Page images
[blocks in formation]
[graphic][merged small][merged small][merged small][merged small][graphic]

973.91 Su 50 1930


[ocr errors][merged small]

The writing of OUR TIMES was begun in September, 1923; the first volume appeared in 1926, the others in 1927, 1930, 1932, 1933; the present volume, the concluding one, is finished upon the day these lines are written, October 13, 1935.

While the writing consumed twelve years, the preparation included more than twice twelve, for the time of preparation, the experience that went into the work, were the years of the author's adult life, of which substantially the whole was passed, with eager interest in the flow of the days, in continuously close contact with events and persons and forces in a considerable variety of fields.

[ocr errors]

What should ordinarily be preface is in this history to be found in certain chapters of the books themselves. About the method, there is a statement in Chapter 4 of Volume VI, "Footnote on the Writing of Contemporary History." Some judgment about the influences that make history, and their relative weight, is in Volume I, Chapter 7, "Leaders and Forces.' About the scope, the subjects covered, and the relative emphasis (which puts greater stress on advances in science than on events in politics, and includes aspects of life, such as popular music, not ordinarily taken into account by historians), there is a statement in Chapter 14, of Volume I, "The Larger History": "In a history which aims to keep in mind the average man, it may be that the scientists. who, by discoveries in the field of the prevention and cure of disease, increased by 12 per cent that average man's tenure of existence on this earth, multiplied his defenses against disease, increased his immunity from untimely death, should appropriately be given as much mention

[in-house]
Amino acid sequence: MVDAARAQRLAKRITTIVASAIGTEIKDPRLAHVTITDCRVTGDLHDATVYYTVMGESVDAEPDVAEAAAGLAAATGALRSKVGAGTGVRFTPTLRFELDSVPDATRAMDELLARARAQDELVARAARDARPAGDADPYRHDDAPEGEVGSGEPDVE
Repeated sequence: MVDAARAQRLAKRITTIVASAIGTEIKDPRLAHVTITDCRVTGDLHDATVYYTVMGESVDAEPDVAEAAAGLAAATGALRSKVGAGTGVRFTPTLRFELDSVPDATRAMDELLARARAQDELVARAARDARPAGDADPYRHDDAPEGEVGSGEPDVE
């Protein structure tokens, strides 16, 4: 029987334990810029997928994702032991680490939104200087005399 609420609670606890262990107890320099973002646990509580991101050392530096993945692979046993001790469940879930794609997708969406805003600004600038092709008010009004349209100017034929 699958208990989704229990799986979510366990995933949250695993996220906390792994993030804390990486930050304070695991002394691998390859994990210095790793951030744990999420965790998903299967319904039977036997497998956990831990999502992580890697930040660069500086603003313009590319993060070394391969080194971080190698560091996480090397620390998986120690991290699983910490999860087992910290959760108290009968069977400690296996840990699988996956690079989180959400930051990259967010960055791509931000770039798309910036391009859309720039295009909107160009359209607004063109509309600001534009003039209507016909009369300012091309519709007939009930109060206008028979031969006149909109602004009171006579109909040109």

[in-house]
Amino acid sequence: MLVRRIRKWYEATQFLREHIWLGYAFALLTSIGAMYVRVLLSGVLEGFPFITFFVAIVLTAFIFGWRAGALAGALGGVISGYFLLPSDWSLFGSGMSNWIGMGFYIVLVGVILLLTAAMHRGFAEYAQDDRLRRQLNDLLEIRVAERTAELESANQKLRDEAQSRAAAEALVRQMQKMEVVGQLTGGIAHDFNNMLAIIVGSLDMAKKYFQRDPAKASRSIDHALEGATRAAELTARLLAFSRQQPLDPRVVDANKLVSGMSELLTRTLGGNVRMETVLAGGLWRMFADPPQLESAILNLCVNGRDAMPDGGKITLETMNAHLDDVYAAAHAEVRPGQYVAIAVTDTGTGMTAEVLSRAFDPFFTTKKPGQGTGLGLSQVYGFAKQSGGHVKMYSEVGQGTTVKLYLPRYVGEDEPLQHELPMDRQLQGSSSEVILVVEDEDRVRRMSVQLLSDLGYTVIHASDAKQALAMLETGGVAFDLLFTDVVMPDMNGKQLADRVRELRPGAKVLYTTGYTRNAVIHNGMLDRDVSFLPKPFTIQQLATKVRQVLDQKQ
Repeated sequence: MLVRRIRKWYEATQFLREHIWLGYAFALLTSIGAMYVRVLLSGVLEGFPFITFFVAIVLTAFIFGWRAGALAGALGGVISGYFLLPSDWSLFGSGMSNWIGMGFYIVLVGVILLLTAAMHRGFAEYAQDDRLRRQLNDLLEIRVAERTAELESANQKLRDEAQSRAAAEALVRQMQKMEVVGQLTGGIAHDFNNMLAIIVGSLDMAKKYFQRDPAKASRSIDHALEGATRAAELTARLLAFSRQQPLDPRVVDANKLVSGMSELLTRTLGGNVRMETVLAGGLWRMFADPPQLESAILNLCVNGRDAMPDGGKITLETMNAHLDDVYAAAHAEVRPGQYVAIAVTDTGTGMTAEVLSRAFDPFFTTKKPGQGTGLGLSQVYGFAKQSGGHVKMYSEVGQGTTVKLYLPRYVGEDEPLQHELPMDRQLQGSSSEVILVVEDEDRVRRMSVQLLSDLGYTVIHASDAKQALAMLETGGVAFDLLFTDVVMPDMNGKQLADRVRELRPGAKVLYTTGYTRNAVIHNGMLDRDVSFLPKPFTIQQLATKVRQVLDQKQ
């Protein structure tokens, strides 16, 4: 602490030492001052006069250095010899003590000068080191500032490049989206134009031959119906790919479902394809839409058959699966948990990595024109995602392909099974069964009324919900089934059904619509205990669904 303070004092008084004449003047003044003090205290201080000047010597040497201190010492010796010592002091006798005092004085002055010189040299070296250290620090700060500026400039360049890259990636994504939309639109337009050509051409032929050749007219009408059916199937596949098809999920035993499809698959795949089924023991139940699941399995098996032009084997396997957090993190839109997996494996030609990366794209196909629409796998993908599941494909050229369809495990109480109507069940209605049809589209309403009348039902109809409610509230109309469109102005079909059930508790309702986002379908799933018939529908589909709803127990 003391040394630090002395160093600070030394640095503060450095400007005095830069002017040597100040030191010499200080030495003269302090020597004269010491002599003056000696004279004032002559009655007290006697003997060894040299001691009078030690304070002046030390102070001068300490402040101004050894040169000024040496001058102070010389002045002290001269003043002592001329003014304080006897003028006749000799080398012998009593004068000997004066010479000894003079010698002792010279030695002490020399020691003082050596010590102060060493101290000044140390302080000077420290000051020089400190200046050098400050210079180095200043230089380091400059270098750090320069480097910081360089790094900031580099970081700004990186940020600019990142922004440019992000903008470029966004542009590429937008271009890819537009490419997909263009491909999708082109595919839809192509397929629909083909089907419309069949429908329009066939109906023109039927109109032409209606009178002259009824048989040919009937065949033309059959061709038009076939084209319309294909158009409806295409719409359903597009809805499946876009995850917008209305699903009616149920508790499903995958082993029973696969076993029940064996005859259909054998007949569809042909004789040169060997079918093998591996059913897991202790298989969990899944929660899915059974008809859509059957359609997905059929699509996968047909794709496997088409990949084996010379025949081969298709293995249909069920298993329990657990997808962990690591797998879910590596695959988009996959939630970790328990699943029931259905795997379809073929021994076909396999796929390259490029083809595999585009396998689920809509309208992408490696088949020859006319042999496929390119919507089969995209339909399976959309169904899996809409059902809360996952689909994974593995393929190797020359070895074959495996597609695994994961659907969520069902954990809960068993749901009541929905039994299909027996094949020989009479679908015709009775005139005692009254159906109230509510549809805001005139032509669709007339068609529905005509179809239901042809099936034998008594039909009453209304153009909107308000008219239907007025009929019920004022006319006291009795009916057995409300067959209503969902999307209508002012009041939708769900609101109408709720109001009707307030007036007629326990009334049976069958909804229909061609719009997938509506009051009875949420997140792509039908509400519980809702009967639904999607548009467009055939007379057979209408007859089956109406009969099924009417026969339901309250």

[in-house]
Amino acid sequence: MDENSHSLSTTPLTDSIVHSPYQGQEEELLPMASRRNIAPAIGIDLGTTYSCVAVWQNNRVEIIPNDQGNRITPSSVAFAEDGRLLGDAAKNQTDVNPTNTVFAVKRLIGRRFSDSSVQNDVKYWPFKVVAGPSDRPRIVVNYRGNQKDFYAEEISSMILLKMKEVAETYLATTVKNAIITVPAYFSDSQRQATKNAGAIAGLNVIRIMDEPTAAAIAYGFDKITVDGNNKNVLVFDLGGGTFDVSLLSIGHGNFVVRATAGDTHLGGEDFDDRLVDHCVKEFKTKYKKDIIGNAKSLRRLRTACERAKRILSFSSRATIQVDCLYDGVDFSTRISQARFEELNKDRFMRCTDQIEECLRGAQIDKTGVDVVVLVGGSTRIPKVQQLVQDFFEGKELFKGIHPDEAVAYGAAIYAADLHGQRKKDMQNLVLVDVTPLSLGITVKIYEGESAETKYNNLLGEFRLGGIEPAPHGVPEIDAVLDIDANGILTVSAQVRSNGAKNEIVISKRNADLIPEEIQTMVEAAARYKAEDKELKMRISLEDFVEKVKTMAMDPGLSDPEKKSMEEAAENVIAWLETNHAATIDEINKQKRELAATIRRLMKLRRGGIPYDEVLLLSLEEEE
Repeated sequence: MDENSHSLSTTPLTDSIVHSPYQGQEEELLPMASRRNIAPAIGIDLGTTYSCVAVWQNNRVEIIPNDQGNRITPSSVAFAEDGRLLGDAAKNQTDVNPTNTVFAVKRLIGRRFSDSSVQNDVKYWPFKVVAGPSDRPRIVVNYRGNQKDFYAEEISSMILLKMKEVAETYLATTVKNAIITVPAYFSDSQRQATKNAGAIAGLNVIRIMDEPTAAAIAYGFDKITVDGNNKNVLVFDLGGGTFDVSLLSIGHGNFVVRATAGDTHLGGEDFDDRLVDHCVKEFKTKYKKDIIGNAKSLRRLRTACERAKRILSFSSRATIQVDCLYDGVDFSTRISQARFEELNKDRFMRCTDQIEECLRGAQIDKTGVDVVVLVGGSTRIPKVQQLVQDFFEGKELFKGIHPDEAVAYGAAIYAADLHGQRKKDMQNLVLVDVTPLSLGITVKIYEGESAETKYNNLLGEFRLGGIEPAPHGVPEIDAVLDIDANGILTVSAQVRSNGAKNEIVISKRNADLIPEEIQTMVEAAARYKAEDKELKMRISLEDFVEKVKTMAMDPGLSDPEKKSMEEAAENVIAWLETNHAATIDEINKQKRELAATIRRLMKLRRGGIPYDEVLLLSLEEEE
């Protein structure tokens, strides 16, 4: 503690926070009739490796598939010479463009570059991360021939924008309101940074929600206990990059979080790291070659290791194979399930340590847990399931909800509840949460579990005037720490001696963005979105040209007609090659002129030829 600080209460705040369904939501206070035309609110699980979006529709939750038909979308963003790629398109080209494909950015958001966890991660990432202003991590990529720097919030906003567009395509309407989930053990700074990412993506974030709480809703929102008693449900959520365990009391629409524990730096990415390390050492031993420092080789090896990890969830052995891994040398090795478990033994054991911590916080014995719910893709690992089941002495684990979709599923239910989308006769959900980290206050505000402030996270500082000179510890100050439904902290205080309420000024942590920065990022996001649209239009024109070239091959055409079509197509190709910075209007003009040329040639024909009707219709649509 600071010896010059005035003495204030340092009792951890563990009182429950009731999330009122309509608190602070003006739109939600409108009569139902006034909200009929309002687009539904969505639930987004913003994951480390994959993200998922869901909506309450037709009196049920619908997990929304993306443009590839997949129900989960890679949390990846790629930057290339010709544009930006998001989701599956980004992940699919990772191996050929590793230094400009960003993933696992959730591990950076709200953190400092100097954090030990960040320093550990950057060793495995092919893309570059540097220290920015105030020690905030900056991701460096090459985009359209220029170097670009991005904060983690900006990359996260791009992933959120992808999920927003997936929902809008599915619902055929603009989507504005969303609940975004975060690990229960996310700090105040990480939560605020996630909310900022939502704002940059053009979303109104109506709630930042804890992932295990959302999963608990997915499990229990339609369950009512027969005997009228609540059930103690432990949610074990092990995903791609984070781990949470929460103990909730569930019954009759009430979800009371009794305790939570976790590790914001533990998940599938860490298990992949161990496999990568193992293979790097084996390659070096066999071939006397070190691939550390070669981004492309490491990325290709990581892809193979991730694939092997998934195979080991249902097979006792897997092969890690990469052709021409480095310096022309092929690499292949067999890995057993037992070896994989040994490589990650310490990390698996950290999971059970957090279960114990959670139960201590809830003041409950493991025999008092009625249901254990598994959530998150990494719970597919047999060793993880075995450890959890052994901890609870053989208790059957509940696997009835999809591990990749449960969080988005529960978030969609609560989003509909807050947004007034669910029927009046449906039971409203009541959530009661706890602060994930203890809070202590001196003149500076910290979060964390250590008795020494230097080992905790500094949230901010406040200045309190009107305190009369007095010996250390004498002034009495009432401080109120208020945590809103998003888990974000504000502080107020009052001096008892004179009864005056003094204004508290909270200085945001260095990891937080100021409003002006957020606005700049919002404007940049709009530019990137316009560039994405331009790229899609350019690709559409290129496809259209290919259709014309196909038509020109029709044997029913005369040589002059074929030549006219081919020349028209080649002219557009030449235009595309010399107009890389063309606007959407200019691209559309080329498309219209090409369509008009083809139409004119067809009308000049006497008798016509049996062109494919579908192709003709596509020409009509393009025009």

as the politicians and military leaders. . . . The theory of the present history is that accomplishments in engineering and medicine are fully as important as any political events, that the individuals concerned are as deserving of emphasis, and that they and their deeds can be made as interesting to the reader. . . . Henry Ford, as the manufacturer of inexpensive automobiles, may have had a more deep-reaching effect on the lives of average Americans than Warren G. Harding. ... The perfecting of the vacuum cleaner and the electric flatiron may have meant as much to the average woman as the bringing of woman's suffrage."

About the broad purpose of this history there is a statement in the opening lines of Volume I: "The purpose of this narrative is to follow an average American through this quarter-century of his country's history, to re-create the flow of the days as he saw them, to picture events in terms of their influence on him, his daily life and ultimate destiny. The aim is to appraise the actors of history and their activities according to the way they affected the average man, the way he felt about them, the ways in which he was influenced by his leaders, and in which he influenced them."

The period aimed to be treated (and, within the merit of the work, now covered) is the first quarter of the twentieth century in America, from the beginning of 1900 to the end of 1925. But as is quickly discovered by the writer of history (who is more educated by the process than any reader by the result), events do not emerge with the suddenness that might be inferred from the dates associated with the climaxes of them; and as for the forces that make history, they ignore the calendar utterly. So it was necessary or convenient that the first volume should reach back into the Nineties of the last century, and that Volume VI, "The Twenties,"

« PreviousContinue »